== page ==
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If $M$ and $N$ are Banach manifolds, $f:M\rightarrow N$ is a smooth map, and $q\in N$ is a regular value, so $f$ is a submersion on $f^{-1}(q)$, it is well known that the level set $f^{-1}(q)$ is a regular submanifold of $M$.

Question: Is there an analogous result for maps between manifolds modeled off locally convex spaces, in particular maps between smooth tame Frechet manifolds?

Question: Let $U$ be an open set in a smooth tame Frechet space $E$ (hence $U$ is a smooth tame Frechet manifold), $F$ be a smooth tame Frechet space, and $f:U\rightarrow F$ a smooth tame map. Is there a submersion or regular level set theorem in this context?

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    $\begingroup$ You'd need to take 'regular value' (EDIT: at least for dim(source) bigger than dim(target)) to mean that in a neighbourhood the map looks like a split surjection, not just surjective on tangent spaces (or even a split surjection on tangent spaces). In that case, the fibre is, I think, a regular submanifold. I'm sure this should be true for locally convex manifolds in general. $\endgroup$
    – David Roberts
    Commented Aug 12, 2015 at 2:58
  • $\begingroup$ Have you looked up Nash's implicit function theorem? $\endgroup$ Commented Aug 12, 2015 at 6:16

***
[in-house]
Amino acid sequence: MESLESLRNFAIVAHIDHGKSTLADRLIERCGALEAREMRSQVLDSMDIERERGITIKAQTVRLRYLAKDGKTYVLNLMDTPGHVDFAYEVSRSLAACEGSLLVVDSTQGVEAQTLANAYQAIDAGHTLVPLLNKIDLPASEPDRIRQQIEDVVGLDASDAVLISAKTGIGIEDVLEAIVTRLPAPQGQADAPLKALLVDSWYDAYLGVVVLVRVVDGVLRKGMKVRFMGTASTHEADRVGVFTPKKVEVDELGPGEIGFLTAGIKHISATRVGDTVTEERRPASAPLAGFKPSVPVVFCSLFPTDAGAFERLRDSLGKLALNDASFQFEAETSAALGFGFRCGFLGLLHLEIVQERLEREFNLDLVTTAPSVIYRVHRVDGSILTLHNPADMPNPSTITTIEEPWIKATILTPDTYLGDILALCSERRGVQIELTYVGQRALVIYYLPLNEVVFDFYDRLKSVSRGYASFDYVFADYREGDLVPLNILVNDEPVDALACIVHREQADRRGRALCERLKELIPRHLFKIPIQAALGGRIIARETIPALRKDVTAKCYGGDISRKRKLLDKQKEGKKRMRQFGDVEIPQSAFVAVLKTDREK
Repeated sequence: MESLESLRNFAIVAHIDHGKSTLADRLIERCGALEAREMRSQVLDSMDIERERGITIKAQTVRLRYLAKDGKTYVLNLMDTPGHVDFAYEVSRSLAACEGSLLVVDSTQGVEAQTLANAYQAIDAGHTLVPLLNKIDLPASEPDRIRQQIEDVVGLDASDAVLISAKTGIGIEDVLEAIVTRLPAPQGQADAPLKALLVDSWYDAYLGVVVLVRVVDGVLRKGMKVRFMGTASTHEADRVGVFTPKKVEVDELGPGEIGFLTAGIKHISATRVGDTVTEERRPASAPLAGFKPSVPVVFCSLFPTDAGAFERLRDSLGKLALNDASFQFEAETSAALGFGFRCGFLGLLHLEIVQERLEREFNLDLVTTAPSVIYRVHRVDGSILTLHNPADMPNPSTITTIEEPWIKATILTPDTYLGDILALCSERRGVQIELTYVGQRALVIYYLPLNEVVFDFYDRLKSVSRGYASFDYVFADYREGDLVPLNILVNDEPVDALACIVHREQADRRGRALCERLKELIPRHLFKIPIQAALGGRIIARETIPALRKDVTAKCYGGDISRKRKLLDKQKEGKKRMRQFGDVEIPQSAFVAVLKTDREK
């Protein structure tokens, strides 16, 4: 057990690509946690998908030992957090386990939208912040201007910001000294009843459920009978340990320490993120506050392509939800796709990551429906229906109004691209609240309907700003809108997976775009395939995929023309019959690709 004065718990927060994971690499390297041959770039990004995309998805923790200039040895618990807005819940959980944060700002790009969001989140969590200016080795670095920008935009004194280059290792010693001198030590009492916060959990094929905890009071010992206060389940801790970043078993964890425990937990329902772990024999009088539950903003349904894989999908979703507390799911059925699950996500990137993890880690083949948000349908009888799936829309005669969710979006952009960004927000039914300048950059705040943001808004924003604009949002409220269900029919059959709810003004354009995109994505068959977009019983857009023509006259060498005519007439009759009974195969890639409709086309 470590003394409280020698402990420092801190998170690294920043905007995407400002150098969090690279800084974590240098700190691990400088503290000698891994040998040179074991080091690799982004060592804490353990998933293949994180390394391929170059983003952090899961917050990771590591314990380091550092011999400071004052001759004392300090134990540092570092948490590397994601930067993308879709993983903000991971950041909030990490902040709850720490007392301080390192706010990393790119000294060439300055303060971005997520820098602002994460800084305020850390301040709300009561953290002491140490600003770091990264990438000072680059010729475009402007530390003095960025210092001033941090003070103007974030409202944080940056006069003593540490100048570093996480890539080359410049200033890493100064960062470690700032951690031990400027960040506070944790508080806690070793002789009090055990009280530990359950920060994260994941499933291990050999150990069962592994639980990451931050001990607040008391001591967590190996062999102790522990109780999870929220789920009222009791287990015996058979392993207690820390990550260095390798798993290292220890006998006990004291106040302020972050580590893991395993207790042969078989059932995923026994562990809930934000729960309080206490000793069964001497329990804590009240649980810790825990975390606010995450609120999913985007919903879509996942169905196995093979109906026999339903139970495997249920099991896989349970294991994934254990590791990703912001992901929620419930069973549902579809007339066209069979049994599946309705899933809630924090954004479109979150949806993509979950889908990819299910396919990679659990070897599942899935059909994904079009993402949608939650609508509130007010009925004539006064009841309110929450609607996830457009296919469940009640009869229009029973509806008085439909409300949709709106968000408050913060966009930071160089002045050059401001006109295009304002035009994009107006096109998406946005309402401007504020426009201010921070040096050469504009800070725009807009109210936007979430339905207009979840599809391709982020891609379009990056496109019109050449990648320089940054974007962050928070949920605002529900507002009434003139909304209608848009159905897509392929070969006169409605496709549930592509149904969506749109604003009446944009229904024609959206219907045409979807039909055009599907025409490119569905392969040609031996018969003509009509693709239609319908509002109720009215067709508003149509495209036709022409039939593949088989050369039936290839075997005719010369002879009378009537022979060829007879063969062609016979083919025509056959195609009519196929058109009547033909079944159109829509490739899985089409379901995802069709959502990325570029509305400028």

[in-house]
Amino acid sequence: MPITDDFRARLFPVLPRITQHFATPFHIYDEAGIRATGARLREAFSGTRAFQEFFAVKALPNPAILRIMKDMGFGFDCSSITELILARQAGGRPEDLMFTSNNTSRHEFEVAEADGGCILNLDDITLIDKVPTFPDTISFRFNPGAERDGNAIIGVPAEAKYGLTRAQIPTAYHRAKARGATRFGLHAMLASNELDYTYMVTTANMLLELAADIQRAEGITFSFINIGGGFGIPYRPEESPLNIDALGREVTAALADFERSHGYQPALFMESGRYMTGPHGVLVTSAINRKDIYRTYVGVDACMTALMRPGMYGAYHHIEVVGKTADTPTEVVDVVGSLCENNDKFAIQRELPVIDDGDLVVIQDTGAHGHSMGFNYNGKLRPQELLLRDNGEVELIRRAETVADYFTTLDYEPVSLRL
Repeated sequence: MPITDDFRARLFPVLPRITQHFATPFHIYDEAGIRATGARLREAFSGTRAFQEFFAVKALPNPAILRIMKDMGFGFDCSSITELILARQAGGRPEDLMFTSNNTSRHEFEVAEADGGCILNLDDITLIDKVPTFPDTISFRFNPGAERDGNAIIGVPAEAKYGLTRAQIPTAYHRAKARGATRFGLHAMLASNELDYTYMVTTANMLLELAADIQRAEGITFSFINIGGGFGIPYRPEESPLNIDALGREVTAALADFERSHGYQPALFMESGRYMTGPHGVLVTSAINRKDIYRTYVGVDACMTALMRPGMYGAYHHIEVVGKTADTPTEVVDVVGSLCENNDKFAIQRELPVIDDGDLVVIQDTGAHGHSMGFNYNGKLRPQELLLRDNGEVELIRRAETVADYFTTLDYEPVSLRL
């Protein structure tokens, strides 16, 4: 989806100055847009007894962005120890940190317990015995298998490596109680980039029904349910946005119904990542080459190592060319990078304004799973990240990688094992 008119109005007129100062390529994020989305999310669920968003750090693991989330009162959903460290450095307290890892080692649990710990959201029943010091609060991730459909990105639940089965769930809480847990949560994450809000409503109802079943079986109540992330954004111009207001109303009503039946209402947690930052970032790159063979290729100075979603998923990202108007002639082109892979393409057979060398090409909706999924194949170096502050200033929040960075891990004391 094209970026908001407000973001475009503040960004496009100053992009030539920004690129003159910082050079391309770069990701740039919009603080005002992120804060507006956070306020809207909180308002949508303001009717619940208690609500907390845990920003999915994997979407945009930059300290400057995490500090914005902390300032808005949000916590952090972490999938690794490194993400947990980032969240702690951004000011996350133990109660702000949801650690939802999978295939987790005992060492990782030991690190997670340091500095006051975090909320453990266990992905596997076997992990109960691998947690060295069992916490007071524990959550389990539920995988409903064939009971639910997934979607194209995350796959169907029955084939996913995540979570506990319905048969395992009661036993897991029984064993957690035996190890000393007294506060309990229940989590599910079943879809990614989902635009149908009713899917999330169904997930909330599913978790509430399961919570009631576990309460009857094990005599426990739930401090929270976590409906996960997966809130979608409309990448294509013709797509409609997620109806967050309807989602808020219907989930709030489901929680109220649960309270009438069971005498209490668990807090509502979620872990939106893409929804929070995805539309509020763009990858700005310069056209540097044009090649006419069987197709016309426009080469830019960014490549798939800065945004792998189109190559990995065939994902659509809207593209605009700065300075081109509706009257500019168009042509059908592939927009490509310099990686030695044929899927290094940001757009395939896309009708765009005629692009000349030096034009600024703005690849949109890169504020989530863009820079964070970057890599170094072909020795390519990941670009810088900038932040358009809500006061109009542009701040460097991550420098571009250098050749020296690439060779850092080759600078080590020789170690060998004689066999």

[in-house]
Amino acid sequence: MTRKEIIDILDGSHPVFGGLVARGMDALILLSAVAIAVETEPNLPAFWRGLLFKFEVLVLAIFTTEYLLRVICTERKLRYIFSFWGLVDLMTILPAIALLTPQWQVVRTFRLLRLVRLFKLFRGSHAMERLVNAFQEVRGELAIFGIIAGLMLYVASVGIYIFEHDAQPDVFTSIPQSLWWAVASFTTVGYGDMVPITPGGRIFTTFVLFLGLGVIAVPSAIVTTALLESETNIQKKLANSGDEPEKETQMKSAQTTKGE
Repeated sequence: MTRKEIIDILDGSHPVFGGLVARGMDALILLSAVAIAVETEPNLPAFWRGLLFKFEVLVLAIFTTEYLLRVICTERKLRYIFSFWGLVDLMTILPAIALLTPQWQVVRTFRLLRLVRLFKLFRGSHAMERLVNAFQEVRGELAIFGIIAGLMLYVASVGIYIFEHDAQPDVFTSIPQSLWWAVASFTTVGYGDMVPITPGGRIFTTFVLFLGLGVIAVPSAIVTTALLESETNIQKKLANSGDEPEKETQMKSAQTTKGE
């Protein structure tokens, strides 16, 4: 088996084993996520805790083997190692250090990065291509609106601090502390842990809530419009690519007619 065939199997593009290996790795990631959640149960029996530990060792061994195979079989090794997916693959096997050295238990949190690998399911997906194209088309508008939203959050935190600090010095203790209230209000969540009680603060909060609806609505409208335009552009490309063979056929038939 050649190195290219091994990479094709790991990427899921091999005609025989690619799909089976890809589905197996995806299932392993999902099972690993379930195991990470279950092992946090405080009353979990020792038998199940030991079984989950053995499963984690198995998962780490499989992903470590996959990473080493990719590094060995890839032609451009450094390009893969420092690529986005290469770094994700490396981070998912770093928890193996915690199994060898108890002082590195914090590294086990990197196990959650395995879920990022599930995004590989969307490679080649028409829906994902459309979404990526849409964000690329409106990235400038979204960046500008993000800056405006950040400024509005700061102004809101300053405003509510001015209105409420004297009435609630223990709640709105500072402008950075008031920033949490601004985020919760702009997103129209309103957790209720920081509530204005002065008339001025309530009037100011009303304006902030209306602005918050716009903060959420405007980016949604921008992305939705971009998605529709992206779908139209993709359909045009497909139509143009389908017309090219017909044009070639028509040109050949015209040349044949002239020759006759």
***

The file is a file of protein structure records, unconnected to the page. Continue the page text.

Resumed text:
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There are a few works which study submersions in the locally convex setting. The most extensive (and recent) is by Helge Glöckner (http://arxiv.org/abs/1502.05795). Note that the basic results about submersions and immersions still hold true in this general setting, at least if you use the right notion of sub/immersion (i.e. a map being locally a projection or injection). The problem is essentially that you cannot easily go from infinitesimal results to local ones (as this step requires an inverse function theorem). Submanifolds of co-Banach type are discussed in http://arxiv.org/abs/1305.3145. Moreover, Hamilton's 1982 treatise of the Nash-Moser inverse function theorem also contains some results about submanifolds in the tame Fréchet context. However, these are rather hidden and only worked-out in specific examples (for example, his proof that the volume-preserving diffeomorphism group is a Lie subgroup of all diffeomorphisms is essentially a regular-value type argument).

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